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Where it's @
Christopher Howse chews the [email protected] in today's Telegraph:
The most annoying department of arithmetic when I was a little boy was called practice. If I had known that practice had another meaning, “deception”, I would have found the name right and just, for the whole subject seemed to be trial and error heaped up like spillikins. Nothing was explained, but there were plenty of supposedly helpful rules to memorise, such as: “To find the value of 100 articles, take as many pence and twice as many shillings as there are farthings in the price, and add them together.” What?
[T]he trouble came when confronting a sum that demanded the answer to “364½ do. broad cloth @ 15s 3d do.” What did it mean by “do”? Did it mean, “Do the arithmetic”? Or was do. short for dozen? It never occurred to me that do. was short for ditto, and that it therefore meant “yards”, which the sum above it in the textbook had been asking about.
And what was this mysterious sign @? Perhaps someone had explained it and I’d been off with a “bilious attack” (in the quaint phrase still in use), as I had been when they explained what a chassis was in motor manufacture. I never did find out what a chassis was.
So the @ became for me a sigil of fear, a scarlet letter, a mark of the Beast. That particular fear subsided at the next school up, because by then no one worried about how much a gross of kid gloves @ £5 6s 8d a dozen cost. Gloves were out, practice was out and, from 1971, £sd was out.
It looked as though @ would soon follow them. On foreign typewriters it did disappear, which is why it is only to be found on keyboards in Latin countries under the Alt Gr of some random key [Ah, so that's why. The penny (d ,not p) has just dropped - MJ]. But something unsuspected was happening in 1971, just as the housewives of Britain were wondering how many new pee there were in 3s 4d. (Since 3s 4d is exactly a sixth of a pound, it does not convert to an exact number of new pence, but hovers awkwardly between 16½p and 17p.)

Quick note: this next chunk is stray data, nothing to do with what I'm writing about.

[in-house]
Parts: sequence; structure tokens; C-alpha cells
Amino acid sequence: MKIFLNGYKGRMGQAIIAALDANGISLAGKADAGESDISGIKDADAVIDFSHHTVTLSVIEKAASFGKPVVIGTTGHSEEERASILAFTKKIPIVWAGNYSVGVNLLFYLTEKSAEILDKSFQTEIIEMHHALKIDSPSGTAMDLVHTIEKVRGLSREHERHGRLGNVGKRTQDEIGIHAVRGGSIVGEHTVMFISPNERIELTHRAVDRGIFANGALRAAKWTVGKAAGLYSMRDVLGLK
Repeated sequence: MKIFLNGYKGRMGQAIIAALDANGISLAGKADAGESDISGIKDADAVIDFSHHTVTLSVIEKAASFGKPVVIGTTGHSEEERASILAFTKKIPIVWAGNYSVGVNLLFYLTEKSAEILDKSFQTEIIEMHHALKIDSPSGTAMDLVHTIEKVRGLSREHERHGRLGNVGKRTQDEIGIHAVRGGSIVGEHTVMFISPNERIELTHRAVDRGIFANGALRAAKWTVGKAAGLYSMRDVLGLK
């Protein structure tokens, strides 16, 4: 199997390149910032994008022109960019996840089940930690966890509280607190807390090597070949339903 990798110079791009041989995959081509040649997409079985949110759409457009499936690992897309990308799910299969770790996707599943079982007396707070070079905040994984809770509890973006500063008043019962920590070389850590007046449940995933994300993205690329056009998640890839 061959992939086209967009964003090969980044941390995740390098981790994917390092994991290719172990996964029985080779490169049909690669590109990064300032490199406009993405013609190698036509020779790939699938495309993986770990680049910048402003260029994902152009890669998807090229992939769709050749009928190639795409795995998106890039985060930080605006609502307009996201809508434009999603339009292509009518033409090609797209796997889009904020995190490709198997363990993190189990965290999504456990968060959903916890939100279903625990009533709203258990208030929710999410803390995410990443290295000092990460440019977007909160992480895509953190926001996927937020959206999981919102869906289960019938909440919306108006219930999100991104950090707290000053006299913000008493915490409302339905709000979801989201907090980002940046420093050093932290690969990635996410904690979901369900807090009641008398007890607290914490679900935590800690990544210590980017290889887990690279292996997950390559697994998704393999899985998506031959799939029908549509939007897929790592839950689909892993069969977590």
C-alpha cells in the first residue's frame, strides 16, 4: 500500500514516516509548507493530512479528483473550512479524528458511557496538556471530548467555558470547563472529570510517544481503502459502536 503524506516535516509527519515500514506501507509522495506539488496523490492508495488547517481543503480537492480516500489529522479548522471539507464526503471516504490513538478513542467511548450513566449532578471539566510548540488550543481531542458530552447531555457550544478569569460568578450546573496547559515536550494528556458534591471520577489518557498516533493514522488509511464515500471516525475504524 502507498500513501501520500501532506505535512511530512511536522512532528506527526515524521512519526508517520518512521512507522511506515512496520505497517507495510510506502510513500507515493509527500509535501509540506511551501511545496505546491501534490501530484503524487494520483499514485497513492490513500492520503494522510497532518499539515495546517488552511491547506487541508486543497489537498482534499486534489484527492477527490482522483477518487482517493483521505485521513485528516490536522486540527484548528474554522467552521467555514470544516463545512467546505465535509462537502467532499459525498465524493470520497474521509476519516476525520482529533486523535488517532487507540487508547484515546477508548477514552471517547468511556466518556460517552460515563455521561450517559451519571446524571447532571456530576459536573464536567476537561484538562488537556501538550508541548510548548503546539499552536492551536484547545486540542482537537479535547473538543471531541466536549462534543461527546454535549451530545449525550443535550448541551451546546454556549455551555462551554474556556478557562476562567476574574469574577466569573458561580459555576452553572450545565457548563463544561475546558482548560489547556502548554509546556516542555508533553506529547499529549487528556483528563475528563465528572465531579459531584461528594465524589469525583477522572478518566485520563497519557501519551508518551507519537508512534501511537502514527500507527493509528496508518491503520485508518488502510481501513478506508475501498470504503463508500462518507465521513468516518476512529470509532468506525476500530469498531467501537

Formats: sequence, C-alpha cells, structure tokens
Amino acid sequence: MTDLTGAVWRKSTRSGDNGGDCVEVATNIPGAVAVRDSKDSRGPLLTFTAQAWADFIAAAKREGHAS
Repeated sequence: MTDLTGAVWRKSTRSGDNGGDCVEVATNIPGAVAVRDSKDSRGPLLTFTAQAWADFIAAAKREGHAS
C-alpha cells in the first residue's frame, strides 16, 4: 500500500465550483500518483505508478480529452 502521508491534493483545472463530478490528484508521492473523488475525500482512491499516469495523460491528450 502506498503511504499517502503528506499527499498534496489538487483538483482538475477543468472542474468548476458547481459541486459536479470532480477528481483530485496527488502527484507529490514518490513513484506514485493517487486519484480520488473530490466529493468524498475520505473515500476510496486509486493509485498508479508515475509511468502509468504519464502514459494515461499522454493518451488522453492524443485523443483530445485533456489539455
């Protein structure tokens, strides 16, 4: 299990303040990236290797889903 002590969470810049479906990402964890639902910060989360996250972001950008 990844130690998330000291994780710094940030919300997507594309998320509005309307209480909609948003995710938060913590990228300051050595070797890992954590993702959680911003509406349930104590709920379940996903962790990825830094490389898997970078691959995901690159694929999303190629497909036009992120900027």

The unsuspected act was the finding of a new life for @, and,it is Ray Tomlinson, who has just died aged 74, whom we have to thank.,He did later confess that he had forgotten that @ was used in one computing system as a character that erased a line, which caused much grief. But it was a brilliant stroke to find this typewriter key – dusty as a box of gas-mantles in a hardware shop – and use it for what it claimed to mean.
This piece got me wondering when people first started saying ditto, and why they seem to have stopped. Wikipedia to the rescue:
The word,ditto,comes from the,Tuscan language, where it is the past participle of the verb,dire,(to say), with the meaning of “said”, as in the locution “the said story”. The first recorded use of ditto with this meaning in English occurs in 1625.,Early evidence of ditto marks can be seen on a cuneiform tablet of the,Neo-Assyrian,period (934 – 608 BC) where two vertical marks are used in a table of synonyms to repeat text,,while in China the corresponding mark is two horizontal lines (?)
It's a Super Tuscan, put to good use. I remember as a child reading the in one of the Jennings books about a schoolboy who, on being told to write his name in each shoe, wrote "Jennings" in one and "Ditto" in the other. The Jennings books are quite out of fashion and seem rather quaint, but not as quaint as the advertisement that Wikipedia prints as an illustration of the use of "ditto":
I'd add Ditto Fatto, which is what you get from too much Ditto Suet.
"Do., do." is as dead as a dodo, and as for "&c, &c" -- translated in this context as "nudge, nudge, wink wink"-- it is one with Nineveh and Tyre. The past truly is a foreign country - I can't imagine the youth of today buying hosiery with their casks of prime suet. And what happens when they run out of &c?,